Two other exceptions can be generated by Data Segment Access:

  • If the stack data segment that has to pointer to is not present in the physical memory, exception 12 is generated.
  • In general, if the required data segment is not present, exception 11 is generated.

Control Transfer Access[edit]

If a selector is to be loaded into the CS, the following individual cases can occur, assuming that the descriptor being pointed to by the selector is valid. If it isn't, exception 11 is generated.

  • Using a CALL or JMP instructions: The concerned code segment descriptor must have a DPL greater than or equal to the CPL if the descriptor is a conforming descriptor. The DPL of the descriptor must be exactly equal to the CPL if the desciptor is non-conforming. The RPL of the selector must be the same as the CPL of the task.
  • Using the RET or IRET instructions: For these instructions to run without generating exceptions, the DPL of the descriptor must be either equal to or lower than the CPL of the task that is being returned to. Once the flow of control has returned from the sub-program the RPL of the selector becomes the CPL. In case the CPL does change, the old Stack Pointer is popped after the return address.
  • TSS Descriptor is referenced: If the JMP or CALL instructions refer to a Task State Segment(TSS), the associated DPL needs to be lower than or equal to the CPL of the task. If DPL>CPL, exception 13 is generated, otherwise the task is switched.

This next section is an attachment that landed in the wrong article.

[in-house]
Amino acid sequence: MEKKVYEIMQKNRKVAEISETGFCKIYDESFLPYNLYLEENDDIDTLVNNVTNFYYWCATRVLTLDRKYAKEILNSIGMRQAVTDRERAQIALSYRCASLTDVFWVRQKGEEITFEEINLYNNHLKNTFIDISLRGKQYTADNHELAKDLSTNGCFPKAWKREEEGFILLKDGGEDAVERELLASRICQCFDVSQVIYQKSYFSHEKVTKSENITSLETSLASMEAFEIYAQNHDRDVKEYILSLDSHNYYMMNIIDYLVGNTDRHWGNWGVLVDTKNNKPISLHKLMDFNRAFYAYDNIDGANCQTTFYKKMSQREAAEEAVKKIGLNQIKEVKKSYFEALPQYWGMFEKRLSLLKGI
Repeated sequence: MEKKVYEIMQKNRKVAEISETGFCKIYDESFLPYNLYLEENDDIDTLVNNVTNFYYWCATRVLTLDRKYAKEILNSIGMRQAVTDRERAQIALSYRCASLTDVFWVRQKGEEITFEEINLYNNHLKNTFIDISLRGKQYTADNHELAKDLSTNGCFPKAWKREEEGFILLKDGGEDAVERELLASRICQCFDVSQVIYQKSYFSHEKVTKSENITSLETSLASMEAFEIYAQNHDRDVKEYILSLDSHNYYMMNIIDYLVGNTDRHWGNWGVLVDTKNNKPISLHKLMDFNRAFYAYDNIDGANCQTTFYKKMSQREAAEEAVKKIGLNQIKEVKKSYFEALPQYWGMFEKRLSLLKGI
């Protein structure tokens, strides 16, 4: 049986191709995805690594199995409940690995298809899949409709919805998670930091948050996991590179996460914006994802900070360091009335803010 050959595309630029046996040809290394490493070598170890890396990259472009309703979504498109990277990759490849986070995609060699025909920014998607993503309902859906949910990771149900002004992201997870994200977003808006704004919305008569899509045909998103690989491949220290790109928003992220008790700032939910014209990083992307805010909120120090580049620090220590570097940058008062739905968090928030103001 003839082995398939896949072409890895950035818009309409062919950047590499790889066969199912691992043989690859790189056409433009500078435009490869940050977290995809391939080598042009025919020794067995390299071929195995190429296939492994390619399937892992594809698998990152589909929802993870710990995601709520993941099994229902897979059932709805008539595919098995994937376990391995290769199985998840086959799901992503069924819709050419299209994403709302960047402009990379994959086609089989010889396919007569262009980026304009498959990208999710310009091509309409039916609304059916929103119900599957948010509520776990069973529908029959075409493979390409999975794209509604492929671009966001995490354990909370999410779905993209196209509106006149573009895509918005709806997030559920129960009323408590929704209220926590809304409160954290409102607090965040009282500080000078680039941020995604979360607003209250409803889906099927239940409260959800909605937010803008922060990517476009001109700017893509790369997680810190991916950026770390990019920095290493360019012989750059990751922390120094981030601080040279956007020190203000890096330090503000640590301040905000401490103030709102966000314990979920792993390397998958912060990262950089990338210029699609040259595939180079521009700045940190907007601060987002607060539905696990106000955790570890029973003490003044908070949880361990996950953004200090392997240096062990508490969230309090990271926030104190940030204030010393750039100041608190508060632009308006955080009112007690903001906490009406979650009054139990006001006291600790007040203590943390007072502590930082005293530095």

• Gate Descriptor is referenced: As above, the DPL needs to be lower than or equal to the CPL of the task. Additionally, if the destination in the gate descriptor references a Code Segment descriptor, then the DPL of the CS descriptor needs to be greater than or equal to the task CPL. If the destination of the gate descriptors points to a TSS, a task switch is automatically performed, as long as the conditions mentioned above are satisfied.

In both cases, if the necessary conditions between the CPL and DPL are not satisfied, then exception 13 is generated.

  • The I/O based privileged instructions are executed only if CPL<=IOPL in EFLAGS register. To secure this bit, the POPF/POPFD instructions which load values into the EFLAGS register shall not touch the IOPL bit or IF bit if CPL>0.

Changing Privilege Level[edit]

A task may need to change its privilege level during control transfers such as those encountered due to CALL or JUMP instructions. The privilege level can be altered by using confirming code segment or by call gates. A confirming code segment confirms with privilege level calling segment (specified by the 'Confirming' bit in code segment descriptor). For example, if there is control transfer from segment A to confirming segment B then, the privilege level of B would be the privilege level of A.

Areas With Privilege Levels[edit]

OS routines, interrupt handlers and a large number of other tasks can have privilege levels applied to them to improve security. They fall under three main categories:

I've blanked some of this material closely paraphrased/copied from the Intel Datasheet. Danger High voltage! 12:23, 25 December 2011 (UTC)

Only in x86?[edit]

This article only mentions A privilege level in the x86 instruction set, not the general concept. How does a privilege level differ from a ring? (talk) 00:21, 10 November 2011 (UTC)

  1. ^ "The Intel 80286 Datasheet" (PDF). 
  2. ^ A. K. Ray, K. M. Bhurchandi, "Advanced Microprocessors and Peripherals", Second Edition, Tata McGraw-Hill, 2009